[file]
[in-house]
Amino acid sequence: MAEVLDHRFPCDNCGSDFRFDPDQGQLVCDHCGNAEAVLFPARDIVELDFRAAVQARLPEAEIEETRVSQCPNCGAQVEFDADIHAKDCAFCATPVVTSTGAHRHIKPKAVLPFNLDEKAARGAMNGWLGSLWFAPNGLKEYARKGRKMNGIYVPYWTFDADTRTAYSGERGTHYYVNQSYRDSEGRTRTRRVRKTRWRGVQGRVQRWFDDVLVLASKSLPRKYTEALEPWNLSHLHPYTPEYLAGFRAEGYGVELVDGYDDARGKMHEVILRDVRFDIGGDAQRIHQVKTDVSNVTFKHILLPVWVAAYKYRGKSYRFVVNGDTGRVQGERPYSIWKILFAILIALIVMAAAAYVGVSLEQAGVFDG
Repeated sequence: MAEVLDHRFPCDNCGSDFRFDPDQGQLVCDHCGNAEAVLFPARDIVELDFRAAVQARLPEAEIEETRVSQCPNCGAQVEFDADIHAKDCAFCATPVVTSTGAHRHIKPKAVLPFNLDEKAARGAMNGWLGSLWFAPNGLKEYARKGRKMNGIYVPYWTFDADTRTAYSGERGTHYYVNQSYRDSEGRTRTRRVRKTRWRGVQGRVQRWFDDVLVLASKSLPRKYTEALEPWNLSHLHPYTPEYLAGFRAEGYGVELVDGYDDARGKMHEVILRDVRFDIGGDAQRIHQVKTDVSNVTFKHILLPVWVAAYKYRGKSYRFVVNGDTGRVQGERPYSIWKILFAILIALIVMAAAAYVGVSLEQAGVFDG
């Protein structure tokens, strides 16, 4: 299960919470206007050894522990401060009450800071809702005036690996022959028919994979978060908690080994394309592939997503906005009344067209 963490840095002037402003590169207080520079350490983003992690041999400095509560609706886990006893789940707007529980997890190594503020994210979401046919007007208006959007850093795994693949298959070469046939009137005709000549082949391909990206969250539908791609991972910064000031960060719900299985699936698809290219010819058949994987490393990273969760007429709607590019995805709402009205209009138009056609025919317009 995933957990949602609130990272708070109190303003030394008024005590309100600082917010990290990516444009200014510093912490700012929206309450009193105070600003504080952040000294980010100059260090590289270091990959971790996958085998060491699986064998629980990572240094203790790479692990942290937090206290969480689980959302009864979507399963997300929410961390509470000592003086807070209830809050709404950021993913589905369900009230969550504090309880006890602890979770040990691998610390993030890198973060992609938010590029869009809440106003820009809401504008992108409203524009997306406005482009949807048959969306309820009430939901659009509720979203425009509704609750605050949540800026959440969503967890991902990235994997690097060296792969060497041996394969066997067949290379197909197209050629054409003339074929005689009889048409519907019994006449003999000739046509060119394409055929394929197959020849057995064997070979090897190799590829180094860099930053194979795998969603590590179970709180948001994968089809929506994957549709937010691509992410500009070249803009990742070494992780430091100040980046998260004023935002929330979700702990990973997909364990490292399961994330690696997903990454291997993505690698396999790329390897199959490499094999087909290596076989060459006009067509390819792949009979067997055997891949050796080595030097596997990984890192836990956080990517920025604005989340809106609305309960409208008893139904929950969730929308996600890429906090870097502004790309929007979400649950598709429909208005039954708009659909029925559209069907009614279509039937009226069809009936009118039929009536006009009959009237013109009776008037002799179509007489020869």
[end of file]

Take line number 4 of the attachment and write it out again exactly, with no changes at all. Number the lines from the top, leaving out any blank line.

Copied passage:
């Protein structure tokens, strides 16, 4: 299960919470206007050894522990401060009450800071809702005036690996022959028919994979978060908690080994394309592939997503906005009344067209 963490840095002037402003590169207080520079350490983003992690041999400095509560609706886990006893789940707007529980997890190594503020994210979401046919007007208006959007850093795994693949298959070469046939009137005709000549082949391909990206969250539908791609991972910064000031960060719900299985699936698809290219010819058949994987490393990273969760007429709607590019995805709402009205209009138009056609025919317009 995933957990949602609130990272708070109190303003030394008024005590309100600082917010990290990516444009200014510093912490700012929206309450009193105070600003504080952040000294980010100059260090590289270091990959971790996958085998060491699986064998629980990572240094203790790479692990942290937090206290969480689980959302009864979507399963997300929410961390509470000592003086807070209830809050709404950021993913589905369900009230969550504090309880006890602890979770040990691998610390993030890198973060992609938010590029869009809440106003820009809401504008992108409203524009997306406005482009949807048959969306309820009430939901659009509720979203425009509704609750605050949540800026959440969503967890991902990235994997690097060296792969060497041996394969066997067949290379197909197209050629054409003339074929005689009889048409519907019994006449003999000739046509060119394409055929394929197959020849057995064997070979090897190799590829180094860099930053194979795998969603590590179970709180948001994968089809929506994957549709937010691509992410500009070249803009990742070494992780430091100040980046998260004023935002929330979700702990990973997909364990490292399961994330690696997903990454291997993505690698396999790329390897199959490499094999087909290596076989060459006009067509390819792949009979067997055997891949050796080595030097596997990984890192836990956080990517920025604005989340809106609305309960409208008893139904929950969730929308996600890429906090870097502004790309929007979400649950598709429909208005039954708009659909029925559209069907009614279509039937009226069809009936009118039929009536006009009959009237013109009776008037002799179509007489020869």